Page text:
Teen training to work with firefighters

NEIGHBORS

July 29, 1998|By Pat Brodowski | Pat Brodowski,SPECIAL TO THE SUN

A FEW MORE months of specialized training and 16-year-old Josh Spicer will be able to respond to fire calls, to work shoulder to shoulder with experienced firefighters many years his senior.

He has wanted to fight fires for a long time. Four years ago, after the sixth grade, Josh became a junior firefighter at Manchester Fire Engine & Hook & Ladder Co. No. 1.

"I always liked firetrucks," he said, "and I wanted in."

As a junior firefighter, he has taken classroom and hands-on training, advancing into the senior group that trained a few weeks ago at Carroll County Fire Training Center in Westminster.

"In full turnout gear, we used ladders. We ran the maze, which means pulling hoses through the burning building. We used fans and tried the [hazardous materials] gear while blindfolded," he said.

"As a junior, you do a lot. You wash down equipment and hose lines, or after an accident, wipe up," Josh said.

Stop by the Manchester fire company, 3209 Main St., and most likely you'll find Josh helping where it's needed.

"I'm always on duty," he says. "I'm what you call a live-in."

A North Carroll High School student, he plans to complete his fire training through a daily vocational course called Firefighter 1, complete with a midterm and a final exam.

Then he'll go to the firehouse Tuesday and Thursday evenings for hazardous materials training. With those courses under his belt, he'll be able to respond to fire calls instead of waiting at the firehouse.

He also has his eye on courses on truck operation and emergency medical techniques.

About 15 junior firefighters assist the Manchester company, which always needs more teens.

"Now that I know everyone, I hang out with the big guys," he said. "It's a lot of fun."

Information: Manchester Fire Engine & Hook & Ladder Co. No. 1, 410-239-2286.

Workshop, cattails

Illustrator Mary Ellen Didion, known for drawings of insects and plant life, will teach a workshop from 10 a.m. to 1: 30 p.m. Saturday at Bear Branch Nature Center.

Art supplies will be included in the registration fee. The cost is $15 for nature center members and $20 for nonmembers. Didion will show how a naturalist's notebook is created. Participants should bring a bag lunch.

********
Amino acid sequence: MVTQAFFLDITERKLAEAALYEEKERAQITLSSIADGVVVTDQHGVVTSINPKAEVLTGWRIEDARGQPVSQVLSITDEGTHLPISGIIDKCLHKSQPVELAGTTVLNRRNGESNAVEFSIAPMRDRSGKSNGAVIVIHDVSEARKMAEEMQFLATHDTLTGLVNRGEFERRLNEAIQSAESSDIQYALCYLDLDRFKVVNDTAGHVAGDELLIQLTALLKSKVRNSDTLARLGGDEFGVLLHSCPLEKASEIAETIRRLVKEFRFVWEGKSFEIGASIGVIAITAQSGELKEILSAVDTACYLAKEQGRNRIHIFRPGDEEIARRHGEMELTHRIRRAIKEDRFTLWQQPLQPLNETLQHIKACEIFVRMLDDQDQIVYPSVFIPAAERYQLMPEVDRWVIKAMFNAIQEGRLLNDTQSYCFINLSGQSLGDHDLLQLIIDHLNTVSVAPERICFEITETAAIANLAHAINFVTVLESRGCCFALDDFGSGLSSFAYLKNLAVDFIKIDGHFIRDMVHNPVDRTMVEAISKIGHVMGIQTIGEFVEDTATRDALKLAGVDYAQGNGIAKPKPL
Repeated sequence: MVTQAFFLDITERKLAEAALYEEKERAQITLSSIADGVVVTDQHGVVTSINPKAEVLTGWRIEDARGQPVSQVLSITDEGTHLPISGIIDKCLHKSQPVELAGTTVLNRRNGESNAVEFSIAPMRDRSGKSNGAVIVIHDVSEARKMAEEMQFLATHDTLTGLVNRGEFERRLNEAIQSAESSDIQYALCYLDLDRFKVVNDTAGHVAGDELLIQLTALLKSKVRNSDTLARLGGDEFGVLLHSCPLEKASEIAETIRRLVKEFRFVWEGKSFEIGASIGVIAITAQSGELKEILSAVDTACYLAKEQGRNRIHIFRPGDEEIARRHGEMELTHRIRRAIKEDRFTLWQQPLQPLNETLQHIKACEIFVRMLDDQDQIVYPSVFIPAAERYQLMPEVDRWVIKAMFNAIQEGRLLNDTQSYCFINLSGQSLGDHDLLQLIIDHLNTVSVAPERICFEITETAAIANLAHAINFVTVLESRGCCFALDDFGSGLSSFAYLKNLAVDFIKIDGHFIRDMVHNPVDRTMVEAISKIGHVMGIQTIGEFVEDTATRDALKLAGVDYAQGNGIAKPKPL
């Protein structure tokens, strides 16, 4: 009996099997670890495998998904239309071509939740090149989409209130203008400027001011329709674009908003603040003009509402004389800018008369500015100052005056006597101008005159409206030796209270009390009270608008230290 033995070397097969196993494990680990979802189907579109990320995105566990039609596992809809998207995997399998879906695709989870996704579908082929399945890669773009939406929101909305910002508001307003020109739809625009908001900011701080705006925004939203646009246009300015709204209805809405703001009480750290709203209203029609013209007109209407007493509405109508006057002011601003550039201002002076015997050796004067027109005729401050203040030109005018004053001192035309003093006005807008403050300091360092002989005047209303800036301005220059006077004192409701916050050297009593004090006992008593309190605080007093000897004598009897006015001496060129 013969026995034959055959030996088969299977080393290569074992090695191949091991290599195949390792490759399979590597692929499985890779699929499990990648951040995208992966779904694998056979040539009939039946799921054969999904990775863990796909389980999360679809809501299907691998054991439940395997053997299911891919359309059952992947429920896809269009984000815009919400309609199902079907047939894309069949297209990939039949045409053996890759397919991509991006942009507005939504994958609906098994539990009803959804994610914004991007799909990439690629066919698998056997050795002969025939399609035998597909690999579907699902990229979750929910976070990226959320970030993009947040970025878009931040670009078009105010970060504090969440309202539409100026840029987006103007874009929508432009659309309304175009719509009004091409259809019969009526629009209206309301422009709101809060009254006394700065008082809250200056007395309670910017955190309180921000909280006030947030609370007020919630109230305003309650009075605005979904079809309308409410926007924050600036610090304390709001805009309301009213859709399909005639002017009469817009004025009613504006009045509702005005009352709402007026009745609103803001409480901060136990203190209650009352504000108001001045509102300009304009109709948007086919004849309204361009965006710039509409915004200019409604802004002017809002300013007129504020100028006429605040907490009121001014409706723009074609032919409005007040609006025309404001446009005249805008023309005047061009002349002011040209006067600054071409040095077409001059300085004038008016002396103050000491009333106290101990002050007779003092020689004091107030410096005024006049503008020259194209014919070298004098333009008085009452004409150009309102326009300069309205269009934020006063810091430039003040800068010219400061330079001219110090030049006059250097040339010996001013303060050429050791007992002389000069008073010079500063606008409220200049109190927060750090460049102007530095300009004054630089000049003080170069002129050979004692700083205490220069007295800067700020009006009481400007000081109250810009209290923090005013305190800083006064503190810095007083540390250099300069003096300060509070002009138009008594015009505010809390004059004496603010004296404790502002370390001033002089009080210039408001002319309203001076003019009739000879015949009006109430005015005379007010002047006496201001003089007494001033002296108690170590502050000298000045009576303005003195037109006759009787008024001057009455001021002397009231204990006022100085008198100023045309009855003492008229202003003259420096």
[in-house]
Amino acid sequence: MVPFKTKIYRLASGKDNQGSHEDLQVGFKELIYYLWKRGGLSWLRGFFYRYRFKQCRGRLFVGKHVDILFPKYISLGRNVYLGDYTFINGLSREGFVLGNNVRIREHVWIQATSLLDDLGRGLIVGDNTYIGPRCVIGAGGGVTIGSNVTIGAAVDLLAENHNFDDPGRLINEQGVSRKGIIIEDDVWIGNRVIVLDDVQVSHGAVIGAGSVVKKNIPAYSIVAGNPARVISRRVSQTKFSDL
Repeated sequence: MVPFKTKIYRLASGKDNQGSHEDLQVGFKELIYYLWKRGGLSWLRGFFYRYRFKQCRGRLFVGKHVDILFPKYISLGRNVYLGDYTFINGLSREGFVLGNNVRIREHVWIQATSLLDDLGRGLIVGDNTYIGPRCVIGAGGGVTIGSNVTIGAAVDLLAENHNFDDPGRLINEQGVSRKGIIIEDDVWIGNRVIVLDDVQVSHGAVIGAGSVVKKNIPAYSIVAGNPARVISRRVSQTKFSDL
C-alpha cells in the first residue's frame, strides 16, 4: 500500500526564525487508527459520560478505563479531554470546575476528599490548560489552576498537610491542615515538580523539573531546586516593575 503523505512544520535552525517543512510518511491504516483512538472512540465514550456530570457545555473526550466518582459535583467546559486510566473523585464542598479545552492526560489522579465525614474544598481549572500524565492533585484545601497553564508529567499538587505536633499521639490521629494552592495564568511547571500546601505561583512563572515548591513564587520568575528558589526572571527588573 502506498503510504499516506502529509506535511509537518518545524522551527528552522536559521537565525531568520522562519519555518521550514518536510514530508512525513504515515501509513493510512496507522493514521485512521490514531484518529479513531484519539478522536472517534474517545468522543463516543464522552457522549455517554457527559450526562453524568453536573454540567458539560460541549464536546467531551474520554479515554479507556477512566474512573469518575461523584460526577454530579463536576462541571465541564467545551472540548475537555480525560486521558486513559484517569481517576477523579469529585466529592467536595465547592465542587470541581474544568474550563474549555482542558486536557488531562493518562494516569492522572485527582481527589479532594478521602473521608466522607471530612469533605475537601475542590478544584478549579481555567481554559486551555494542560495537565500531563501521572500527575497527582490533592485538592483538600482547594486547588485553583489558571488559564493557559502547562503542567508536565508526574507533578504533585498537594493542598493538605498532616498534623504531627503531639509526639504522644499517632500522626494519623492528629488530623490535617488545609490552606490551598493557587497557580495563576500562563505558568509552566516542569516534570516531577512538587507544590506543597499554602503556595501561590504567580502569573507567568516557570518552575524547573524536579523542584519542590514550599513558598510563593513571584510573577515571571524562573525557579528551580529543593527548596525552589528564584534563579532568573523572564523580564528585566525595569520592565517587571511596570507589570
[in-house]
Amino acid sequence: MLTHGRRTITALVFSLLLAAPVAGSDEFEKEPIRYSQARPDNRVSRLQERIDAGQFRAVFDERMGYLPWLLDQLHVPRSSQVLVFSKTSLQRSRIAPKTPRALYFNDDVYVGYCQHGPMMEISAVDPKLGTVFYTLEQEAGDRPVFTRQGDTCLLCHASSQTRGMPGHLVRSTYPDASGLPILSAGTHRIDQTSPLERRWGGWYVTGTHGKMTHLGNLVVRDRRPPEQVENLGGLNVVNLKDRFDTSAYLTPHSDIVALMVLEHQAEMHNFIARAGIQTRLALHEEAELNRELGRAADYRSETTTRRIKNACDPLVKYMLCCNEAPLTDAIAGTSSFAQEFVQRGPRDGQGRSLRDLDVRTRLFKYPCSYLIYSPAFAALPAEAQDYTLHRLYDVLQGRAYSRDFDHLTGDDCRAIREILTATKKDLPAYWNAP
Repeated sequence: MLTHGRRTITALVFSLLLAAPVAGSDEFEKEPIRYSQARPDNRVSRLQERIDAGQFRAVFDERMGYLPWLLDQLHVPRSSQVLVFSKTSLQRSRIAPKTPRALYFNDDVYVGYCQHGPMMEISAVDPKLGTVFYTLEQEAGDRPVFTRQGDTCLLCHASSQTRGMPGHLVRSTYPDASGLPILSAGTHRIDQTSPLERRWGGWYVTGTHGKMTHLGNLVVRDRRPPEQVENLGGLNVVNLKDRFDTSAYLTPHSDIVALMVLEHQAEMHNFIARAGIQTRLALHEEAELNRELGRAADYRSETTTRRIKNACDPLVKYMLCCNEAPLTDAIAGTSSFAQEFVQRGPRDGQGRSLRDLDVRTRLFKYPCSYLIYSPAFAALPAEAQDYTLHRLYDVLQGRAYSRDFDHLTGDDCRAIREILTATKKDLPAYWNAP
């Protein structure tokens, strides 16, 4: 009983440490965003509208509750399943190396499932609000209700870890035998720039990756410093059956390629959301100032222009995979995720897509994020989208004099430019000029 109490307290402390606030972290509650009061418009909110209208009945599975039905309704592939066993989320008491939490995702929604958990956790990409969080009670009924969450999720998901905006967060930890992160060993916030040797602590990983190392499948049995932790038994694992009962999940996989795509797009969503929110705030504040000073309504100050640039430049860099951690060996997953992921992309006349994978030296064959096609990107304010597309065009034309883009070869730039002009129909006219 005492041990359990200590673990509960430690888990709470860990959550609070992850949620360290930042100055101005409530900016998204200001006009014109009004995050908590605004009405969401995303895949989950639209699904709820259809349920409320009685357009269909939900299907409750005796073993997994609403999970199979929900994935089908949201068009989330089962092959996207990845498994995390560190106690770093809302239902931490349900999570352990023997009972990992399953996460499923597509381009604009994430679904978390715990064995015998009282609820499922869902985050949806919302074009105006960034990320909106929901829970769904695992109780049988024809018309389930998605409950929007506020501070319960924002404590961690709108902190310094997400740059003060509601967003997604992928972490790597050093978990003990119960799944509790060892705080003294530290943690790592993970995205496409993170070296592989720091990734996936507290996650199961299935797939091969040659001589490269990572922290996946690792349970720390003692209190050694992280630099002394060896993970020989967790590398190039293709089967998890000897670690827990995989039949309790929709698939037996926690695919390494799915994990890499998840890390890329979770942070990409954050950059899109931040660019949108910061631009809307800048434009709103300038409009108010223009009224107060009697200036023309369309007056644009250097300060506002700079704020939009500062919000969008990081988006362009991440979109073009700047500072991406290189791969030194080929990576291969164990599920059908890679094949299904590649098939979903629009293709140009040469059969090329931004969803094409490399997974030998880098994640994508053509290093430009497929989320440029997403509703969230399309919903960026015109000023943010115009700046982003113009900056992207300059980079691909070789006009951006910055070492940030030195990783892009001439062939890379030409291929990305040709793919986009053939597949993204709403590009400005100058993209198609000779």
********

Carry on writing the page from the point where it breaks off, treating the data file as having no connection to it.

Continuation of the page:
Also Saturday, children age 8 and older are invited to Lake Hashawha at 9: 30 a.m. for an hour of cattail toy-making. In the style of Native American children, Tina Shupp will teach how to construct floating toys of cattail plants and lead a race with them.

Registration is $2 for members, $3 for nonmembers.

Information: 410-848-2517.

Labor Day bike ride

For 20 years, the Hanover Cyclers bicycle club has staged a Labor Day Century Ride. It's time to sign up for this year's event, which begins at 6: 30 a.m. Sept. 7 at South Street Recreation Park, McSherrystown, Pa.

Previous rides have attracted several hundred bicyclists for a route through beautiful countryside between McSherrystown and Gettysburg.

A century ride is for bike enthusiasts who challenge themselves to ride 100 miles. The club offers marked rides for 100 miles and almost 40 miles.

It also offers 50-mile and 25-mile rides for those who want fun without the serious training necessary for long rides. League of American Bicyclists release forms and helmets are required.

Food stops are offered on all but the 25-mile ride. Drinks, healthy snacks and hand-dipped ice cream are offered at the pavilion afterward.

Cue sheets, road maps, patrol service and food stops are included in the $10 registration fee.

Children younger than age 16 ride free. T-shirts and embroidered patches are available for an additional fee.

Information: Bob Nordvall, 33 E. Lincoln Ave., Gettysburg, Pa. 17325.

Pub Date: 7/29/98

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